It looks like Benson was right.
She was worried that Stabler would lose his identity if he were undercover for too long. After the case wrapped up on Law & Order: Organized Crime Season 2 Episode 8, he seemed overly nostalgic about his time with the Albanian mob.
Weirdly, the mob bosses he arrested seemed to have a grudging respect for him and few hard feelings over his having screwed them over.
For the most part, this story was an extended chase sequence. Stabler and Bell spent a ton of time running from one place to another to get Kosta and Albi.
They quickly got the bad guys, considering how violent the Albanians had been toward anyone they even suspected of interfering with their goals.
Also, surprisingly, the mob members mostly acted like Stabler’s status as a police officer was a minor inconvenience and treated him like he was still family.
That didn’t quite fit with the KO’s code of honor, but it made for a compelling, if not entirely realistic, dynamic.
In a way, it did make sense. Kosta had a grudging respect for Stabler because Stabler was one of the only people to get one over on him.
Stabler: On your knees! Hands behind your head!
Kosta: Good game. You almost had me fooled, Eddie Wagner or whatever your name is.
It was almost as if he acknowledged Stabler as a worthy adversary despite never having trusted him in the first place.
And Flutura was half in love with Stabler’s alter ego, plus she might have seen a parallel between what he did and what the mob does.
Stabler told her that he did things he wasn’t proud of to get the job done, and while she was outwardly disdainful, she must have realized that the KO also does whatever it takes to get their way.
She might have been able to respect the code he lived by even if she didn’t like being used as part of a sting operation.
As for Albi, when he said he’d be seeing “Eddie” again, I couldn’t tell if that was a threat or more grudging admiration.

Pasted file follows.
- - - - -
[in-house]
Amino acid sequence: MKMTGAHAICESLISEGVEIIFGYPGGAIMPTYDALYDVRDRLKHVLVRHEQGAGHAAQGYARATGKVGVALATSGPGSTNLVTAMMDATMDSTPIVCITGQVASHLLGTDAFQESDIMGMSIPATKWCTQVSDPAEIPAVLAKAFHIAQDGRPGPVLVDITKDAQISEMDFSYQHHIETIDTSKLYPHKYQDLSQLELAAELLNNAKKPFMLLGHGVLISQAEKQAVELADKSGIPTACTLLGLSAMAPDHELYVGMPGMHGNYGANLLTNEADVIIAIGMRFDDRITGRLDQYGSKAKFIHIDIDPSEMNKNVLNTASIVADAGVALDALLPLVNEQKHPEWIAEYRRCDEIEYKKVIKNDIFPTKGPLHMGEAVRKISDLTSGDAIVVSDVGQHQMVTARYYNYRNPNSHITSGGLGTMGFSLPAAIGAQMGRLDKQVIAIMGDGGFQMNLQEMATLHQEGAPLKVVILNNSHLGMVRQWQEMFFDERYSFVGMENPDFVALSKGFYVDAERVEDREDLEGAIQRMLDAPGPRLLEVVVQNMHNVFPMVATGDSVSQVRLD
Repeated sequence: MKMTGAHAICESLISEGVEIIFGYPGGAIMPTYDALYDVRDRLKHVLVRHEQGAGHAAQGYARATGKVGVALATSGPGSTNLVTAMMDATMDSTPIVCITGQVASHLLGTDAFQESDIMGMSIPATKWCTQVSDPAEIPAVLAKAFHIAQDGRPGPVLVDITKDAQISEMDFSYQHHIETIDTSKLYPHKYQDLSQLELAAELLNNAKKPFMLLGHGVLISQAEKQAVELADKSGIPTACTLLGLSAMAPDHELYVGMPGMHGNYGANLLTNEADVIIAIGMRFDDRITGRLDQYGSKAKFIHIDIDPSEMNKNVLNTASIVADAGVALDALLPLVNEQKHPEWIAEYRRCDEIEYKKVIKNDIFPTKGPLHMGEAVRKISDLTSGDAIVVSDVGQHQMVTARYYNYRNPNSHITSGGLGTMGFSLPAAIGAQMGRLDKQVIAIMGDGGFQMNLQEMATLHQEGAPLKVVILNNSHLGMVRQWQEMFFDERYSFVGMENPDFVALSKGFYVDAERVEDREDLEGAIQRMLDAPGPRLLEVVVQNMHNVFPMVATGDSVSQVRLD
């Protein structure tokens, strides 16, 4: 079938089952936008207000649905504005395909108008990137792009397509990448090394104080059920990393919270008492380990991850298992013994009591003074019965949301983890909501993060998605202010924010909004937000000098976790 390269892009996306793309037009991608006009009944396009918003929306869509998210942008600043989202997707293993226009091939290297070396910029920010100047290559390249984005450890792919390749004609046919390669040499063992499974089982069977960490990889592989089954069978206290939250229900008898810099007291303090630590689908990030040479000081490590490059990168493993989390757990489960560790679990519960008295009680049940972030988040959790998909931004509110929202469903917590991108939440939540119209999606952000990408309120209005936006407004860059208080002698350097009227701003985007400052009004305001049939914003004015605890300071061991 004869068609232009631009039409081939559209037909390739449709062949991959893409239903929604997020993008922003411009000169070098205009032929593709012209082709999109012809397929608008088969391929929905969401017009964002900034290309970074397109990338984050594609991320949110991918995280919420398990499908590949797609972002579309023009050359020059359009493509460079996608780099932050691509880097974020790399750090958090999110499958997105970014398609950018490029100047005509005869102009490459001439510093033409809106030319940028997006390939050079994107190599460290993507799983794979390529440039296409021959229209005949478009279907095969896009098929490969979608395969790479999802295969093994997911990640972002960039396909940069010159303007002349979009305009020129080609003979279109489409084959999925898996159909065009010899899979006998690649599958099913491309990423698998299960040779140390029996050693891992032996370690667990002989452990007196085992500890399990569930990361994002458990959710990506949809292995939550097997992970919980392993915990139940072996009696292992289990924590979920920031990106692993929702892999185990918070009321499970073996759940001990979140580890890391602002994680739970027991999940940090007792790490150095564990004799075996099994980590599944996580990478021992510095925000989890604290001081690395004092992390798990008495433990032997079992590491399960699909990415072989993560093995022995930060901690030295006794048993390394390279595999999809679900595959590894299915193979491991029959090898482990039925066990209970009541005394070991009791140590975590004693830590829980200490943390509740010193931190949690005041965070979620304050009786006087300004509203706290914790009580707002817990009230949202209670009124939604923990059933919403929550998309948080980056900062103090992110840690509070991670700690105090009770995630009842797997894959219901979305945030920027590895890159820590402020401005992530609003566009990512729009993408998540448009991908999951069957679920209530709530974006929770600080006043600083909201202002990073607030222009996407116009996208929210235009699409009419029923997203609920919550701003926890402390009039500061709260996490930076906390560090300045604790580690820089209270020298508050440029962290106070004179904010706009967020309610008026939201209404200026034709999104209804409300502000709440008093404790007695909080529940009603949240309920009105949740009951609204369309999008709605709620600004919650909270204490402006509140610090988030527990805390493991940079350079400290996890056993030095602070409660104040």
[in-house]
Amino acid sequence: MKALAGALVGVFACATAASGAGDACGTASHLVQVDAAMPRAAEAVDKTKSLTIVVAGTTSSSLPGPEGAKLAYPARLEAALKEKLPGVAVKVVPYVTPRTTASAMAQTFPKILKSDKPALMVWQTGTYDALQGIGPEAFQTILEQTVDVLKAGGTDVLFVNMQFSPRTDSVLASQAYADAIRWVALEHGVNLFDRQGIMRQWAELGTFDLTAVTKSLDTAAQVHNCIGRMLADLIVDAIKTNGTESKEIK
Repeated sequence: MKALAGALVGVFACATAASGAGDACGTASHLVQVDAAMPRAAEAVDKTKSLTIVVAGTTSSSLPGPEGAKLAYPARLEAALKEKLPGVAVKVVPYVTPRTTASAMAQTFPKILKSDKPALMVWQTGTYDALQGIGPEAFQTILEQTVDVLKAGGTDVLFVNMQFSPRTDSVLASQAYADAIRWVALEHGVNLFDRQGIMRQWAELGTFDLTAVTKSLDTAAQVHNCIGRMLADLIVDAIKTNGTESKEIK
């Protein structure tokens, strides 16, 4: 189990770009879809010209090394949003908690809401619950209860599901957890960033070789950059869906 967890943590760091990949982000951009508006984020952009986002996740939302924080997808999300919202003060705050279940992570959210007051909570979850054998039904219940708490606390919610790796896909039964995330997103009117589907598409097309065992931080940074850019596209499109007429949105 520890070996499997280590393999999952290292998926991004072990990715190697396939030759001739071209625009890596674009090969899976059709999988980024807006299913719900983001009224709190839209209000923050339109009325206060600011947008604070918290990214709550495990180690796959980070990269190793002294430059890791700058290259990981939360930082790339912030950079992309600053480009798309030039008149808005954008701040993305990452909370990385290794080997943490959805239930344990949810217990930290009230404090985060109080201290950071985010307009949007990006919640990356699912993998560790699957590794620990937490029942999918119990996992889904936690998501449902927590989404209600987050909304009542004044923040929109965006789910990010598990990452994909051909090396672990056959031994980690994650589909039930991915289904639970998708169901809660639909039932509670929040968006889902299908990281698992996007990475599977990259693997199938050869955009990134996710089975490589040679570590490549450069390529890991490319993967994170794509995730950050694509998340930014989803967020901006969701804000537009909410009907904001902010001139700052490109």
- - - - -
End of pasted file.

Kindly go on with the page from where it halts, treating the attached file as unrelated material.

Stabler kept Albi’s secret til the bitter end, going against protocol and cutting the feed so that no one would know that Albi’s hostage was also the mobster’s lover.
On some level, Stabler demonstrated loyalty to Albi even though he was instrumental in bringing the Kosta Organization — and Albi himself — down.
Albi is a man who acts based on loyalty regardless of whether it’s in his best interest.
He let the kid whose house he’d broken into live cause the kid was Albanian, and he may decide to do Stabler a favor someday because Stabler kept his secret.
Despite the number of gunfights and chase sequences, catching these guys seemed almost too easy, especially when there were fifteen minutes left in the hour after Albi’s arrest.
Stabler’s flashbacks of his time with the mob felt more like filler than anything else as if there was too much time to kill, so the show included a bunch of old footage, including that horrific tongue-cutting scene that was hard enough to watch the first time.
On the other hand, this may be a set-up for significant problems later on.
Richard Wheatley’s trial is coming up, and Wheatley loves to press Stabler’s buttons, so if he gets wind of Stabler’s mixed feelings, he will torment him.
Plus, Stabler’s supposed to be back to “normal,” whatever the hell that means, and he’s not equipped to be a full-time father to Eli and take care of his ailing mother while he has this longing to go back to the mob on his mind.
He’s shaved his beard and is supposed to be back in Stabler mode, but can he make the transition?
And not everyone in the mob offers him the grudging respect that Kosta and Albi did, either. Agnes considered Stabler a traitor and tried to kill him.
I don’t know where she got that gun from, but she had to know it was an exercise in futility to try to shoot up a courtroom while handcuffed and in a wheelchair.
Her behavior was most likely a warning as well as a way to satisfy her anger. The Albanian mob may mostly be in jail, but they’re not done yet, and Stabler will need to watch his back.
Organized Crime also made a point of catching up with Reggie after he went into Witness Protection.
It seemed like the series was wrapping up Reggie’s storyline, but it also felt like his gas station job was more significant than it appeared.
Reggie is far away, alone, and stuck pumping gas in snowy weather, but who will he come across that’s either going to try to kill him or try to drag him back into trouble?
The next eight episodes will focus on Richard Wheatley’s trial, but could the final arc in the last third of Law & Order: Organized Crime Season 2 have to do with Reggie’s new life?
Your turn, Organized Crime fanatics!
What did you think about how this arc wrapped up, how friendly the Albanian mobsters appeared to Stabler or the quick glimpse of Reggie’s new life? Hit the big, blue SHOW COMMENTS button and let us know.
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Law & Order: Organized Crime airs on NBC on Thursdays at 10 PM EST/PST. The next new episode airs on December 9, 2021.
Jack Ori is a senior staff writer for TV Fanatic. His debut young adult novel, Reinventing Hannah, is available on Amazon. Follow him on Twitter.